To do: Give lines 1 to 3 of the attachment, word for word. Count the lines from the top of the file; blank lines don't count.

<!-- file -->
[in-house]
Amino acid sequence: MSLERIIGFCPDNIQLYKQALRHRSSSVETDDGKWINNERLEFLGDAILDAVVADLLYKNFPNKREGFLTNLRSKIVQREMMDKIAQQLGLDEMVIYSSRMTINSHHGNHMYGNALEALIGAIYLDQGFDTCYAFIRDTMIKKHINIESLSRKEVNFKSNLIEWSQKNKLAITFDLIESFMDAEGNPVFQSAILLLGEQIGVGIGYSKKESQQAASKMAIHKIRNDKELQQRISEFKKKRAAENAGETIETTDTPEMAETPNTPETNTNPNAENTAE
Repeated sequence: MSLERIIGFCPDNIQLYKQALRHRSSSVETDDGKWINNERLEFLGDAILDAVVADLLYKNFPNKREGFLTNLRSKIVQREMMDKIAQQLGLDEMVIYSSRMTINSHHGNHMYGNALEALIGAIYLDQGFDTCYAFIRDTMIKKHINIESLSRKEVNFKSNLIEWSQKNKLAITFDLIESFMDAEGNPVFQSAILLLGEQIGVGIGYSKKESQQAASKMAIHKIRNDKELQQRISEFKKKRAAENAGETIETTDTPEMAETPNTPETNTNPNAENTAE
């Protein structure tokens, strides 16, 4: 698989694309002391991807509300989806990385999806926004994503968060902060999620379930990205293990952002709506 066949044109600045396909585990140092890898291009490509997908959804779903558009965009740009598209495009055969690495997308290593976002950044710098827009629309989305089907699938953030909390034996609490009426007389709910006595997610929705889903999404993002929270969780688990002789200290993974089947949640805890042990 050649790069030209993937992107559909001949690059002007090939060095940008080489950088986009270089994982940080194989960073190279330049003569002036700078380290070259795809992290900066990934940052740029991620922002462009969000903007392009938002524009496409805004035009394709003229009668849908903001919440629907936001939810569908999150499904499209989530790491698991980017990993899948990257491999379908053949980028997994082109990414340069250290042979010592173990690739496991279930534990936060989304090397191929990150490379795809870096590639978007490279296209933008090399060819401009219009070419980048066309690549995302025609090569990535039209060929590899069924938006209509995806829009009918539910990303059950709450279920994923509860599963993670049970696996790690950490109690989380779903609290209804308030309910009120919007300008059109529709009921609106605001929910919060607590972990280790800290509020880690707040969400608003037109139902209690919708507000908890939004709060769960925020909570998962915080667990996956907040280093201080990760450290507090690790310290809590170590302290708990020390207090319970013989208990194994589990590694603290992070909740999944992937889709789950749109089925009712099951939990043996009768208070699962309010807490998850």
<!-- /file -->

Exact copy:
[in-house]
Amino acid sequence: MSLERIIGFCPDNIQLYKQALRHRSSSVETDDGKWINNERLEFLGDAILDAVVADLLYKNFPNKREGFLTNLRSKIVQREMMDKIAQQLGLDEMVIYSSRMTINSHHGNHMYGNALEALIGAIYLDQGFDTCYAFIRDTMIKKHINIESLSRKEVNFKSNLIEWSQKNKLAITFDLIESFMDAEGNPVFQSAILLLGEQIGVGIGYSKKESQQAASKMAIHKIRNDKELQQRISEFKKKRAAENAGETIETTDTPEMAETPNTPETNTNPNAENTAE
Repeated sequence: MSLERIIGFCPDNIQLYKQALRHRSSSVETDDGKWINNERLEFLGDAILDAVVADLLYKNFPNKREGFLTNLRSKIVQREMMDKIAQQLGLDEMVIYSSRMTINSHHGNHMYGNALEALIGAIYLDQGFDTCYAFIRDTMIKKHINIESLSRKEVNFKSNLIEWSQKNKLAITFDLIESFMDAEGNPVFQSAILLLGEQIGVGIGYSKKESQQAASKMAIHKIRNDKELQQRISEFKKKRAAENAGETIETTDTPEMAETPNTPETNTNPNAENTAE